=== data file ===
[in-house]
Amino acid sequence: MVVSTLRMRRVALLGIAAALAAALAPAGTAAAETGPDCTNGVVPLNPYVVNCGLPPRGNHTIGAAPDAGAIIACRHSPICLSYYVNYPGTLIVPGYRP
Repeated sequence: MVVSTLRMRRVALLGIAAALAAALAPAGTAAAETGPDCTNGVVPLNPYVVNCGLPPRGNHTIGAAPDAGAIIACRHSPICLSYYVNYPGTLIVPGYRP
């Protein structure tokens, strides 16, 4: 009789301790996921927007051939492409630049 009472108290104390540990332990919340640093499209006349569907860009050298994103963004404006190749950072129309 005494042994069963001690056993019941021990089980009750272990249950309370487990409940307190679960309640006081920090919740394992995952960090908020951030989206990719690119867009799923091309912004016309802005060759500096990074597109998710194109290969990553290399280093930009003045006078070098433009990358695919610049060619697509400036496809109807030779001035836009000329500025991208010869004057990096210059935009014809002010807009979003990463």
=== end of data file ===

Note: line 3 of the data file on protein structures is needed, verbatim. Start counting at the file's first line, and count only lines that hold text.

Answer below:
Repeated sequence: MVVSTLRMRRVALLGIAAALAAALAPAGTAAAETGPDCTNGVVPLNPYVVNCGLPPRGNHTIGAAPDAGAIIACRHSPICLSYYVNYPGTLIVPGYRP